Before co-founding Popsicle Games, I also had another startup called Pixelkit. And in this startup, our main line of business was making mobile apps and websites for clients. Although, when we founded Pixelkit, one of the startup’s long-term goals was to make mobiles games and doing these projects for clients was just one of the stepping stones to help us get there.
It sounded good on paper, but let me tell you how wrong that strategy was and ultimately affected my well-being.
During our stint of doing client work, I remember those times being one of the toughest and most miserable times of my life, dealing with unreasonable deadlines, crazy requests and putting in some over-time just to get the project done. It was putting a lot of stress on me that my wife noticed how stressed I look everytime I get home. There was always that nagging feeling in the back of my mind that something had to be finished. It was so bad that sometimes I even had dreams (nightmares) about meeting our clients and having to talk to them about the project.
I also couldn’t take vacations, in the fear that the client would call a meeting and I had to be there at their beck and call. AND when I took vacations, my clients would usually give me a call expecting me to fulfill their requests. It was really a frustrating time since it was eating into my precious family time, which I didn’t have too much of in the first place!
One night, I had to do a reassessment on what I was doing with my life. Did I want to continue this kind of lifestyle and was it a sustainable one? Or should I just pursue my dreams and go all-in on game development? I was at a crossroads and a little lost on what I wanted to do. On one hand, our client work was helping sustain the startup financially and giving us a predictable source of revenue, but the work was really driving me up the wall. On the other hand, I could pursue my passions of making games, but this is a riskier endeavor as revenue is super unpredictable. It was really a tough decision to make, but a decision that had to be made. My knee-jerk reaction due to my Filipino-Chinese upbringing told me that I was a fool for pursuing my dream which was unpredictable and risky, but my gut told me that I was doing the right thing.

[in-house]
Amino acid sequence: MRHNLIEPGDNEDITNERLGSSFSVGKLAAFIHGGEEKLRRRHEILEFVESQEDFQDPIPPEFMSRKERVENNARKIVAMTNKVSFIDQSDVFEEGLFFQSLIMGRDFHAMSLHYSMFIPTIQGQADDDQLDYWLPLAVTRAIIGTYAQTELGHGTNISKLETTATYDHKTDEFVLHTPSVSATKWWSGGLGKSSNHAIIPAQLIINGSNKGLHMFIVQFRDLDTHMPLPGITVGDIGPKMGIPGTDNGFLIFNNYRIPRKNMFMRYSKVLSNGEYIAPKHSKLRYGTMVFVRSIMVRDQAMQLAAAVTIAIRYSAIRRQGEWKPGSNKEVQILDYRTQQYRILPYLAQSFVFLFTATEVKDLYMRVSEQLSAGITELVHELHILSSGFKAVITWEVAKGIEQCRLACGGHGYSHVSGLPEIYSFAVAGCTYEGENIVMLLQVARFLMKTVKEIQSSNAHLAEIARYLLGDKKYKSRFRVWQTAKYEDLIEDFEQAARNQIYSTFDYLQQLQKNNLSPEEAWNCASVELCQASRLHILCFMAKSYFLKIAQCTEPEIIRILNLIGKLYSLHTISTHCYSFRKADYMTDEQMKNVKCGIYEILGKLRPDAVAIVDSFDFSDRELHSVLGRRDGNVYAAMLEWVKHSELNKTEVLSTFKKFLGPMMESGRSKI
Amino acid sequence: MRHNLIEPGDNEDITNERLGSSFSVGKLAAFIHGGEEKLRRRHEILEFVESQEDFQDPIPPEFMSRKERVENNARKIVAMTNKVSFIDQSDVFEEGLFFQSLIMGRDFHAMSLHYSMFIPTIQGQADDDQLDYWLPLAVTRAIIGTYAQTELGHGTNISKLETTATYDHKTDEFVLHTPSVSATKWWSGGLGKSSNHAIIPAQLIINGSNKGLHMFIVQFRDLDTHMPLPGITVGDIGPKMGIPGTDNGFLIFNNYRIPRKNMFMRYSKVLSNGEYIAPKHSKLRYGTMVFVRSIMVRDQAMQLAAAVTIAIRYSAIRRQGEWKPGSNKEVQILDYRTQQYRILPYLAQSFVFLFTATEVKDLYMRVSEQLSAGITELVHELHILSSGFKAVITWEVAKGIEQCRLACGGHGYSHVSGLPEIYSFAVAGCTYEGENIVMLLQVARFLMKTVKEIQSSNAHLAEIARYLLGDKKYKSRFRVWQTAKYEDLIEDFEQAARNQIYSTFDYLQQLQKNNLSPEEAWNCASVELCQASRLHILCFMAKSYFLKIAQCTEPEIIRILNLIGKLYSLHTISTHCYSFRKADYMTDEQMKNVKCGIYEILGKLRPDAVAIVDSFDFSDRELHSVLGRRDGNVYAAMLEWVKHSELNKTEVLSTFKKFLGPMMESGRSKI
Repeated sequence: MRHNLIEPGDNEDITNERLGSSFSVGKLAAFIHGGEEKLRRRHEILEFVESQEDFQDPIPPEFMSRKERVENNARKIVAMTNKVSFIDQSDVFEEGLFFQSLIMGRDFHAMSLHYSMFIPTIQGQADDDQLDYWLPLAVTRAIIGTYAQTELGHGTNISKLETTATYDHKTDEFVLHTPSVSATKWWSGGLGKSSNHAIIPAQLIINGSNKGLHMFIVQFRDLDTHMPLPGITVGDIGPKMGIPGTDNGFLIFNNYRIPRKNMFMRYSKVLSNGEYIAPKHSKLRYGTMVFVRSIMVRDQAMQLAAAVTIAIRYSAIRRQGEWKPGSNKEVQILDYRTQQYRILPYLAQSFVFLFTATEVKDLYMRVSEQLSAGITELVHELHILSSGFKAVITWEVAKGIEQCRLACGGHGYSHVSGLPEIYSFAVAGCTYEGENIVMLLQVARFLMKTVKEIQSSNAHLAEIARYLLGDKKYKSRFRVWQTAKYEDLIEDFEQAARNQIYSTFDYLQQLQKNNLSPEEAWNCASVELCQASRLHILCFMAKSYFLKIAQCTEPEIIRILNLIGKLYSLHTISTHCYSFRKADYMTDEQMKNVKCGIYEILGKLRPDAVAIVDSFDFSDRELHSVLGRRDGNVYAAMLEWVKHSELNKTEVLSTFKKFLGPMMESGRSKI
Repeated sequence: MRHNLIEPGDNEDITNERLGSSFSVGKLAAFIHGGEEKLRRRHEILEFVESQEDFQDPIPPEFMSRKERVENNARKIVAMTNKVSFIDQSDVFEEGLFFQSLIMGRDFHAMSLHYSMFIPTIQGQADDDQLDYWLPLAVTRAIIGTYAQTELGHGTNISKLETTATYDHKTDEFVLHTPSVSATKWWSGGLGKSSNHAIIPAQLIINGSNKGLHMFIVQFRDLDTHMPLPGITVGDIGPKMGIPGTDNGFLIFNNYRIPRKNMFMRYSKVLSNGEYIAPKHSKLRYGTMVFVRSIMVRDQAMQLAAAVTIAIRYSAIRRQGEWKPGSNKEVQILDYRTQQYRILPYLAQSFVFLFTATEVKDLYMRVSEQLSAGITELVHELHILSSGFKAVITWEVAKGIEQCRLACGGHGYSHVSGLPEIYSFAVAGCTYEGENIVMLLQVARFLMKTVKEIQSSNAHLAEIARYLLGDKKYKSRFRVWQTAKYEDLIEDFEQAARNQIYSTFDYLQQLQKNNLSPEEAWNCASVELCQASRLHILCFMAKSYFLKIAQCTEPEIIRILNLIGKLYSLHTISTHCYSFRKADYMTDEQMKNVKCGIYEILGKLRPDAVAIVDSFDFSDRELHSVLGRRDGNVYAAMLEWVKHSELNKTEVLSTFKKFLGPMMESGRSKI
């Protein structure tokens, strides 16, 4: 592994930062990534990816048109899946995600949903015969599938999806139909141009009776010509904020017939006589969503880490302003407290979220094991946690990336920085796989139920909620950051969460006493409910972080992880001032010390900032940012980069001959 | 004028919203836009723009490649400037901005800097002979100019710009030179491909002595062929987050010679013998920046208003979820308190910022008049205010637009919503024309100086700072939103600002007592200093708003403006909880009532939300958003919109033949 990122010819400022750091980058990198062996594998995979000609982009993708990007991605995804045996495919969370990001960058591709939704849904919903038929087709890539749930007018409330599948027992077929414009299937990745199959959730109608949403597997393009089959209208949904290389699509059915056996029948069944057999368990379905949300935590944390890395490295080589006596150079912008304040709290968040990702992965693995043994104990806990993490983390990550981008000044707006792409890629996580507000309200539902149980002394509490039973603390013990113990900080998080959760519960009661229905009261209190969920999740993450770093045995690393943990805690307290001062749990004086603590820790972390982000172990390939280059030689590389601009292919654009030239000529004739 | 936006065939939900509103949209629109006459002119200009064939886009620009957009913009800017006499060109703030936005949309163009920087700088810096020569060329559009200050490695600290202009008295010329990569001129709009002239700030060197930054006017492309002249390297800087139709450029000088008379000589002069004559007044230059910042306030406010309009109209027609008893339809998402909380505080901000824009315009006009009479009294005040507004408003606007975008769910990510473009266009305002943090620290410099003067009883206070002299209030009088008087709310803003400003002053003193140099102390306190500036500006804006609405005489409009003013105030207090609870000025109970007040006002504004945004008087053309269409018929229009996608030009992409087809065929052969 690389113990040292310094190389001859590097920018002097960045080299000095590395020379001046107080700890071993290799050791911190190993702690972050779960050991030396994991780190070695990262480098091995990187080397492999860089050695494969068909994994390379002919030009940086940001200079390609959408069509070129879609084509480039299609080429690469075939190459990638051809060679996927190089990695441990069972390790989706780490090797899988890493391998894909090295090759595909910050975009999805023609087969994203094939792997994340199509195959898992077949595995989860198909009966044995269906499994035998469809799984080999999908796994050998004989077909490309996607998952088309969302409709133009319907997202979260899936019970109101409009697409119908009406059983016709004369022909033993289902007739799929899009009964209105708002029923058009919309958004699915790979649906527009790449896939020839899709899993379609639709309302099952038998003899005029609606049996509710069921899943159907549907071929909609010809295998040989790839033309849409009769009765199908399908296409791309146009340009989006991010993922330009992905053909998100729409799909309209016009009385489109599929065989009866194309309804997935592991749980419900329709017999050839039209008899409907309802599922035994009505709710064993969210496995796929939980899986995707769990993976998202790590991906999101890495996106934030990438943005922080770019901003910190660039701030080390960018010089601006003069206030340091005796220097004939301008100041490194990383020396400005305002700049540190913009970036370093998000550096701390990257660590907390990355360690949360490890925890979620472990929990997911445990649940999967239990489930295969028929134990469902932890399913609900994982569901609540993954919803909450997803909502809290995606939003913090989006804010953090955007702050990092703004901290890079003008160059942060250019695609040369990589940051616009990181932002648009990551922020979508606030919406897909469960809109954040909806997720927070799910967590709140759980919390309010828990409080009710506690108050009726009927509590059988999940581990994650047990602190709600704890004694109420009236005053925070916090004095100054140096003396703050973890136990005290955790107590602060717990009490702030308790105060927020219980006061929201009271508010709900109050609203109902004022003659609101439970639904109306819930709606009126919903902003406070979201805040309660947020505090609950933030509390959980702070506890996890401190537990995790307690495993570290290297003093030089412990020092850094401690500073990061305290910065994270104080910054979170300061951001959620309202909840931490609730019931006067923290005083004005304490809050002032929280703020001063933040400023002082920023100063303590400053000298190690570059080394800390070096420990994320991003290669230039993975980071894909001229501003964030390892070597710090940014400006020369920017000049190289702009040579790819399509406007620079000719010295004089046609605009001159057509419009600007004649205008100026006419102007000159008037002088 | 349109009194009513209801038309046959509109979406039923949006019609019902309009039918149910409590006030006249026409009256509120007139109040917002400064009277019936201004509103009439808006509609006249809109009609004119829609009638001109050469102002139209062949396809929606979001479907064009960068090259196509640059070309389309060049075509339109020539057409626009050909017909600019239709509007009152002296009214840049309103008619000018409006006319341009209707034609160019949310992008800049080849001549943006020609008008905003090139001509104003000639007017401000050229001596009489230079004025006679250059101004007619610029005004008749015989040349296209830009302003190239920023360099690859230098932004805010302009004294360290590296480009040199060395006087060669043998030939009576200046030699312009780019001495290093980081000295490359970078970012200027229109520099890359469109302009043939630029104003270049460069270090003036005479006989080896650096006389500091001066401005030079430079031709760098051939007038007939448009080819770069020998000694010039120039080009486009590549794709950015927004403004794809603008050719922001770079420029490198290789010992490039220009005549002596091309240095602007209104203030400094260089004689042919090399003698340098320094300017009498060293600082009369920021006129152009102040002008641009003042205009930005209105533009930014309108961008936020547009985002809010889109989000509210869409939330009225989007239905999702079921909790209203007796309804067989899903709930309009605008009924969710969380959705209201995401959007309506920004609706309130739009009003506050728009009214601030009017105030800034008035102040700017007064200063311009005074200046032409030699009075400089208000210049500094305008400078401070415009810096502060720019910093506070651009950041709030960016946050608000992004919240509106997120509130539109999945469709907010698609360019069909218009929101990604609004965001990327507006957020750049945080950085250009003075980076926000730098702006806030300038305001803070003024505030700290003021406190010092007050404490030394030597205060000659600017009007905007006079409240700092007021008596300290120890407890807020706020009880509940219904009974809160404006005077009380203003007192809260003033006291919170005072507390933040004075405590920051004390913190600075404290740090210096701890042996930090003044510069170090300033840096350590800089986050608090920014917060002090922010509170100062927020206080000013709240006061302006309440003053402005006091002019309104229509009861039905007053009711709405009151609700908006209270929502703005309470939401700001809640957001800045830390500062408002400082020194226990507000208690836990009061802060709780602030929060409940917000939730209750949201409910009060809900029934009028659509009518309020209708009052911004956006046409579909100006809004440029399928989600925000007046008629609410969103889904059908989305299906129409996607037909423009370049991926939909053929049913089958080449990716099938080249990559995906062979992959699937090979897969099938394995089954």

So I had a talk with my co-founder, Jed (who’s also a co-found of Popsicle Games!), and told him about my decision. Luckily, he agreed totally with everything and we’re jumping into the video game industry with both feet! We quickly had an all-hands meeting back in our office to announce our new direction and everybody in the team gladly accepted our decision.
For some reason, the video game gods must have heard our plan and sent Erick to us. He came to us with a proposal that we should partner up and form a game studio that focuses on making quick addictive games with a rapid release schedule. Coincidentally, that was also the strategy that we were going to take for making games. The decision to partner up with Erick was decided rather quickly. How can you say no to Mr. Streetfood Tycoon! So on July 2015, Popsicle Games was born.
As I transitioned to making games, 9 months and counting, I noticed in myself that I was feeling less stressed nowadays. Work never feels like work anymore since all our projects now are about making games! Coming in the office is always fun and exciting now since you get to see bit by bit on how the game is shaping up to be. It’s also nice to see that everyone now takes incredible care when building a project because everyone now believes in the work that they are doing. It’s always gratifying to do meaningful work. Best of all, I now have more time with my family as my schedule is now more predictable.
I’m really glad that we made the switch to making games sooner rather than later, although making games is no easy task. I would say it’s even harder. Nevertheless, I welcome these challenges as I’m confident that each one of us in Popsicle Games has the heart to overcome any challenge that will be presented to us.